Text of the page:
WASHINGTON: After voters legalized marijuana in Washington, Seattle nightlife entrepreneur Marcus Charles went hunting for a depressed timber town.
Owner of the Crocodile Café and co-founder of the Capitol Hill Block Party, Charles wanted to jump into the emerging pot industry. His first impulse was to find a city with vacant industrial space and a hearty appetite for new jobs. That led him away from the booming communities around Puget Sound.
His first stop was Shelton in sleepy Mason County. But Shelton’s elected officials were divided about hosting pot merchants in the hamlet. So Charles moved on to the Port of Willapa Harbor in Raymond, a city of 2,900, about 25 miles south of Aberdeen.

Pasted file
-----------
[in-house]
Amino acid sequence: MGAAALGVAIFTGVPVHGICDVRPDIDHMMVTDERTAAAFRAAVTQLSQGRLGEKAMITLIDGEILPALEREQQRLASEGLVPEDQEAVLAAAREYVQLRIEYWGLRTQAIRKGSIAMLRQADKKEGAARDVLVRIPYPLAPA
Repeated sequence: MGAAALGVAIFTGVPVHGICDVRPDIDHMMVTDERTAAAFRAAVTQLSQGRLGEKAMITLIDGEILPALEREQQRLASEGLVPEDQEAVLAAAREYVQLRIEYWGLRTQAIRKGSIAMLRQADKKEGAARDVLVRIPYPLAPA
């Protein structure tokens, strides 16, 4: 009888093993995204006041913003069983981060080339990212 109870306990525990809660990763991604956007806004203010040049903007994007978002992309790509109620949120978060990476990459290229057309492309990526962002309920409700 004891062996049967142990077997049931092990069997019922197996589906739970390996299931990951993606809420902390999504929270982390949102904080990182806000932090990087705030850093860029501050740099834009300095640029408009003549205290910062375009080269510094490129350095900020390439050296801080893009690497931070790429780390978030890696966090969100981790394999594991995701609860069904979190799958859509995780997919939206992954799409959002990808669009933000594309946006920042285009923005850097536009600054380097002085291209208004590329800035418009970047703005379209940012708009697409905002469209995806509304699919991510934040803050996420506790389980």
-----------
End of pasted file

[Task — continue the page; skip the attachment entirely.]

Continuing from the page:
Most young people leave Raymond — where Nirvana played its first gig at a house party — after high school and don’t come back, said Port Manager Rebecca Chaffee. “We were a logging and fishing town and those jobs have largely disappeared,” Chaffee said.
But Charles has become a pied piper of pot producers and Raymond a magnet for marijuana businesses, with pending applications for 31 state-growing licenses on Port land. And that’s made Raymond emblematic of job-hungry communities embracing legal pot merchants while more affluent areas such as King County’s Redmond Ridge turned them away.